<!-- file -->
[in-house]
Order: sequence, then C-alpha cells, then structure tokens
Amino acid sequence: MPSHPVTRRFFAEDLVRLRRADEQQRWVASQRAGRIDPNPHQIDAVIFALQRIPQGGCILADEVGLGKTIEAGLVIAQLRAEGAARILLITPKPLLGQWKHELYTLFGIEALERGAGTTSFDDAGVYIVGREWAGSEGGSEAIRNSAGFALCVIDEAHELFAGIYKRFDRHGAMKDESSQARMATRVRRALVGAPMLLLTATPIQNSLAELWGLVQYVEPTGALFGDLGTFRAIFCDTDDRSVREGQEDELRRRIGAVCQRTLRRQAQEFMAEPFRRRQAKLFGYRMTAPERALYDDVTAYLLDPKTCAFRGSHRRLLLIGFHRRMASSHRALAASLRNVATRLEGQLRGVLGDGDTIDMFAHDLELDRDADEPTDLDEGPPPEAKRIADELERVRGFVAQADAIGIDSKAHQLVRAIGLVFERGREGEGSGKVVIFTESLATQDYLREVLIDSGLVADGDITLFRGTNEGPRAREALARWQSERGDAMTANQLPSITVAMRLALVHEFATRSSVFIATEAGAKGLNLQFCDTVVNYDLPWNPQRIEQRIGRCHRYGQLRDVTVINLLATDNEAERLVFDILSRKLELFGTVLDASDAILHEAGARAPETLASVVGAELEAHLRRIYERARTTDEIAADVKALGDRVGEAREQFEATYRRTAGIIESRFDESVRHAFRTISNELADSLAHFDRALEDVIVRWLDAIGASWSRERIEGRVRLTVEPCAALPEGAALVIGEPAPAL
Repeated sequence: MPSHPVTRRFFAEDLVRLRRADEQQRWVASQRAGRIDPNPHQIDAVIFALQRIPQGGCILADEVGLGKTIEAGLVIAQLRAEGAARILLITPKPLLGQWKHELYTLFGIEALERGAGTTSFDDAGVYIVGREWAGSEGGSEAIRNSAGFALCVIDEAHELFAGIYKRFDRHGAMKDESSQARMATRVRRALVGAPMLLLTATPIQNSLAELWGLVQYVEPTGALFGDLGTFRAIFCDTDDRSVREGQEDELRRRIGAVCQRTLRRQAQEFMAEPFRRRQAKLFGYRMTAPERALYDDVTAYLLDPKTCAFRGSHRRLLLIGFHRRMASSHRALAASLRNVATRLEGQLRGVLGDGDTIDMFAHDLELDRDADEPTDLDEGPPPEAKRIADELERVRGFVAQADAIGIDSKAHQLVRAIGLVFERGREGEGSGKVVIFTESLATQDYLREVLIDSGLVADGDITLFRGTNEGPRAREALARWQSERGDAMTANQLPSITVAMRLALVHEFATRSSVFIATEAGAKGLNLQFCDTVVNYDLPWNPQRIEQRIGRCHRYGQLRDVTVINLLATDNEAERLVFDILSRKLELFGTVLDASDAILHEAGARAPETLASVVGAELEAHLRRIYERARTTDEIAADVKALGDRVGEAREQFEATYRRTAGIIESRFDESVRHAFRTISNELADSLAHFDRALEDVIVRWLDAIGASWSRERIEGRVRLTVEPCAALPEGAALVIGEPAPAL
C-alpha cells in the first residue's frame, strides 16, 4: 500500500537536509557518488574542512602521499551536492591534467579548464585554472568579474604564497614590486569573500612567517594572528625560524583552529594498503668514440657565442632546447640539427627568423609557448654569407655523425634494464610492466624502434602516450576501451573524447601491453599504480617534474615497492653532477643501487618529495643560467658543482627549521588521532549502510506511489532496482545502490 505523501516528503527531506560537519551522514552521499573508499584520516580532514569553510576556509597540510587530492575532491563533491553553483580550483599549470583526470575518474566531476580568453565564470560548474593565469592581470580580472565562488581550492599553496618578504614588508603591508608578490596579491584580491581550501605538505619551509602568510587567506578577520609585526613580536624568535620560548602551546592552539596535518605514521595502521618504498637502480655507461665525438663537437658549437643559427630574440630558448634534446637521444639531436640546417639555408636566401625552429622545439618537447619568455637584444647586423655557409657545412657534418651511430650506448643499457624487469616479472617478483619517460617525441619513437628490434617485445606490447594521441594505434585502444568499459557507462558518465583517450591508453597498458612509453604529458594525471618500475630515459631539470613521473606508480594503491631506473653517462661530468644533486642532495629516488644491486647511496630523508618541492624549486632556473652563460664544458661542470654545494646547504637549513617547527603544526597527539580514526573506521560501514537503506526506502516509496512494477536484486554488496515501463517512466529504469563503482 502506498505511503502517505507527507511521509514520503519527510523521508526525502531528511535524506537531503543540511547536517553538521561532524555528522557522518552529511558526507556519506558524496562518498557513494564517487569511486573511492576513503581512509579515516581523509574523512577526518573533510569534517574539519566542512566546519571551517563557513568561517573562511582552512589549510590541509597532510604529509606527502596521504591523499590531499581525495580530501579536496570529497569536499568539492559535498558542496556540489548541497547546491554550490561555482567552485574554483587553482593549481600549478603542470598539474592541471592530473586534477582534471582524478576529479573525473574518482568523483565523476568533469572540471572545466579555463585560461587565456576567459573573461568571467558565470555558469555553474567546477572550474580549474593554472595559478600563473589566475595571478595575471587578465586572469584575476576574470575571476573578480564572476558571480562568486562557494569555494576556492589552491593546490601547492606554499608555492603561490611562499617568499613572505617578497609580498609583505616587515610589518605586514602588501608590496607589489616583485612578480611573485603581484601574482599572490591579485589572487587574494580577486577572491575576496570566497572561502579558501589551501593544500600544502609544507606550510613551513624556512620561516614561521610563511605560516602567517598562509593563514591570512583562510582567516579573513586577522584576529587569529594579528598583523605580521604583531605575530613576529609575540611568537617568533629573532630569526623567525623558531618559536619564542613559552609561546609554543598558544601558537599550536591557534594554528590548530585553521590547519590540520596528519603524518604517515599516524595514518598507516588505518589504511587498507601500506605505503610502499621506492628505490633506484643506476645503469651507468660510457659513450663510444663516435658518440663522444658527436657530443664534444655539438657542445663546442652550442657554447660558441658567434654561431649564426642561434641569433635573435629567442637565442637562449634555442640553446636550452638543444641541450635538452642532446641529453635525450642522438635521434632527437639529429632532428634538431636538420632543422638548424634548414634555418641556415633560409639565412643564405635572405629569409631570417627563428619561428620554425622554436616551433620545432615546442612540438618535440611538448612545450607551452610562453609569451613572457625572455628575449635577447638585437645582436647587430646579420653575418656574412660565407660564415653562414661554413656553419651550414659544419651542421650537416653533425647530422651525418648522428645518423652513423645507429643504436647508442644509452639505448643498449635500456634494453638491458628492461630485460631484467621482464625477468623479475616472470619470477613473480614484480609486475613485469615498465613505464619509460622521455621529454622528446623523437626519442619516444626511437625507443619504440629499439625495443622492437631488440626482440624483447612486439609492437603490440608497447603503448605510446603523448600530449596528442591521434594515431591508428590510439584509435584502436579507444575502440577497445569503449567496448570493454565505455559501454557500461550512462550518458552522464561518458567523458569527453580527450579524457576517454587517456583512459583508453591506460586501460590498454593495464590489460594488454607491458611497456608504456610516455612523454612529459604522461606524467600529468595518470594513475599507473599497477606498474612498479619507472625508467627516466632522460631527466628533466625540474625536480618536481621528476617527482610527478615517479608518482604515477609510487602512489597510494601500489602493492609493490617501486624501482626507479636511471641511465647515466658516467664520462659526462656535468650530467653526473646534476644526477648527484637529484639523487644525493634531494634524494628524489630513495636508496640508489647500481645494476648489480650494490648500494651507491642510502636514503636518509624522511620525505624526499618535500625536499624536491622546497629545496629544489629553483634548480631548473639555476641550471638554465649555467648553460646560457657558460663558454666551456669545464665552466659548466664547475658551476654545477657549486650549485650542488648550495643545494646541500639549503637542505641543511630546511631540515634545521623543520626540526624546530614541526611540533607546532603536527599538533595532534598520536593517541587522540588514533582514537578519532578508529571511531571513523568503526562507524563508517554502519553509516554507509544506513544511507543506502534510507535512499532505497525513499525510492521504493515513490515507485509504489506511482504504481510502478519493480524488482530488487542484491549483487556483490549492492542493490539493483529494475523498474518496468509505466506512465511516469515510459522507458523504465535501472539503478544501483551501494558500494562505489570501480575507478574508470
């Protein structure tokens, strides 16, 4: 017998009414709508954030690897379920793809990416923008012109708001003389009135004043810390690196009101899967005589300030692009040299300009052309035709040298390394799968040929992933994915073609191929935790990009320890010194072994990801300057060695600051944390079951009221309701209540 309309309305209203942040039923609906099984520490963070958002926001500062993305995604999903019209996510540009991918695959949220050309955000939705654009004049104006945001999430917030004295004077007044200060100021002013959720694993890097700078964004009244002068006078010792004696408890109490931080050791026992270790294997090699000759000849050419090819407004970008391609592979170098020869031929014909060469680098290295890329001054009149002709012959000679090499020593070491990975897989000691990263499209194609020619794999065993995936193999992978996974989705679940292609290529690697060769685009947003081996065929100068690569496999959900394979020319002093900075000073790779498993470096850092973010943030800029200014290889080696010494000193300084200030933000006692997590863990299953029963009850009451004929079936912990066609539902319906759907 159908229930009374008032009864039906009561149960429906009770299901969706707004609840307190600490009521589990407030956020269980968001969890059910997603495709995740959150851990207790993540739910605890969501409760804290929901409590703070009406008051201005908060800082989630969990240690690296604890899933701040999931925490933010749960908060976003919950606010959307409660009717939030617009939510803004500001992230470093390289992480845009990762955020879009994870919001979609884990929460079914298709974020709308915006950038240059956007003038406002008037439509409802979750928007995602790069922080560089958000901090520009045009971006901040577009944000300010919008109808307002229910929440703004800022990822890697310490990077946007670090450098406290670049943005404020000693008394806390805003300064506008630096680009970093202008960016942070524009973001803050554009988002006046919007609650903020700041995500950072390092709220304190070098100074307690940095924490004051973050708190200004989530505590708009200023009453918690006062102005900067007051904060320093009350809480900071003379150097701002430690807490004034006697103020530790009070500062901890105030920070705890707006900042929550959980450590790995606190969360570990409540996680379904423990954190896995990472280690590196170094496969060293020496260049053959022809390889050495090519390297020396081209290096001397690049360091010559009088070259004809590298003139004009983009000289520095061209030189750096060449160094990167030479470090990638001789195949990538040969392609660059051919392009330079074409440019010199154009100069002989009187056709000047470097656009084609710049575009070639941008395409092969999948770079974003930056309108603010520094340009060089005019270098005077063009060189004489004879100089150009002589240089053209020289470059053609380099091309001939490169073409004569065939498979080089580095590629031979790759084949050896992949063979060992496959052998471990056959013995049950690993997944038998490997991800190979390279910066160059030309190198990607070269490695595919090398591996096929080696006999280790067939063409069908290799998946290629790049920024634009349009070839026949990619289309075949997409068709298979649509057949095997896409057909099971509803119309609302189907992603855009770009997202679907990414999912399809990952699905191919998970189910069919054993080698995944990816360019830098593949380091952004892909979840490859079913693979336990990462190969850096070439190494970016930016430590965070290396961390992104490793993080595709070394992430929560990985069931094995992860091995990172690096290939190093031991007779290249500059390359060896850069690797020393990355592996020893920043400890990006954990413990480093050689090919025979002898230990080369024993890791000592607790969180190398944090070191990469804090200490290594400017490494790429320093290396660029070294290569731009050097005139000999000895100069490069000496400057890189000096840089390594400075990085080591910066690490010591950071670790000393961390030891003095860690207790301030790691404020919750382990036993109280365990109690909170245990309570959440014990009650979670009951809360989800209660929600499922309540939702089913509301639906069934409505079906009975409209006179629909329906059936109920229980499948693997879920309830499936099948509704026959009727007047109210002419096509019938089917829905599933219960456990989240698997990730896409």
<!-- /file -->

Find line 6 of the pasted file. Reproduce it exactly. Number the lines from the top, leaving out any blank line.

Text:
């Protein structure tokens, strides 16, 4: 017998009414709508954030690897379920793809990416923008012109708001003389009135004043810390690196009101899967005589300030692009040299300009052309035709040298390394799968040929992933994915073609191929935790990009320890010194072994990801300057060695600051944390079951009221309701209540 309309309305209203942040039923609906099984520490963070958002926001500062993305995604999903019209996510540009991918695959949220050309955000939705654009004049104006945001999430917030004295004077007044200060100021002013959720694993890097700078964004009244002068006078010792004696408890109490931080050791026992270790294997090699000759000849050419090819407004970008391609592979170098020869031929014909060469680098290295890329001054009149002709012959000679090499020593070491990975897989000691990263499209194609020619794999065993995936193999992978996974989705679940292609290529690697060769685009947003081996065929100068690569496999959900394979020319002093900075000073790779498993470096850092973010943030800029200014290889080696010494000193300084200030933000006692997590863990299953029963009850009451004929079936912990066609539902319906759907 159908229930009374008032009864039906009561149960429906009770299901969706707004609840307190600490009521589990407030956020269980968001969890059910997603495709995740959150851990207790993540739910605890969501409760804290929901409590703070009406008051201005908060800082989630969990240690690296604890899933701040999931925490933010749960908060976003919950606010959307409660009717939030617009939510803004500001992230470093390289992480845009990762955020879009994870919001979609884990929460079914298709974020709308915006950038240059956007003038406002008037439509409802979750928007995602790069922080560089958000901090520009045009971006901040577009944000300010919008109808307002229910929440703004800022990822890697310490990077946007670090450098406290670049943005404020000693008394806390805003300064506008630096680009970093202008960016942070524009973001803050554009988002006046919007609650903020700041995500950072390092709220304190070098100074307690940095924490004051973050708190200004989530505590708009200023009453918690006062102005900067007051904060320093009350809480900071003379150097701002430690807490004034006697103020530790009070500062901890105030920070705890707006900042929550959980450590790995606190969360570990409540996680379904423990954190896995990472280690590196170094496969060293020496260049053959022809390889050495090519390297020396081209290096001397690049360091010559009088070259004809590298003139004009983009000289520095061209030189750096060449160094990167030479470090990638001789195949990538040969392609660059051919392009330079074409440019010199154009100069002989009187056709000047470097656009084609710049575009070639941008395409092969999948770079974003930056309108603010520094340009060089005019270098005077063009060189004489004879100089150009002589240089053209020289470059053609380099091309001939490169073409004569065939498979080089580095590629031979790759084949050896992949063979060992496959052998471990056959013995049950690993997944038998490997991800190979390279910066160059030309190198990607070269490695595919090398591996096929080696006999280790067939063409069908290799998946290629790049920024634009349009070839026949990619289309075949997409068709298979649509057949095997896409057909099971509803119309609302189907992603855009770009997202679907990414999912399809990952699905191919998970189910069919054993080698995944990816360019830098593949380091952004892909979840490859079913693979336990990462190969850096070439190494970016930016430590965070290396961390992104490793993080595709070394992430929560990985069931094995992860091995990172690096290939190093031991007779290249500059390359060896850069690797020393990355592996020893920043400890990006954990413990480093050689090919025979002898230990080369024993890791000592607790969180190398944090070191990469804090200490290594400017490494790429320093290396660029070294290569731009050097005139000999000895100069490069000496400057890189000096840089390594400075990085080591910066690490010591950071670790000393961390030891003095860690207790301030790691404020919750382990036993109280365990109690909170245990309570959440014990009650979670009951809360989800209660929600499922309540939702089913509301639906069934409505079906009975409209006179629909329906059936109920229980499948693997879920309830499936099948509704026959009727007047109210002419096509019938089917829905599933219960456990989240698997990730896409």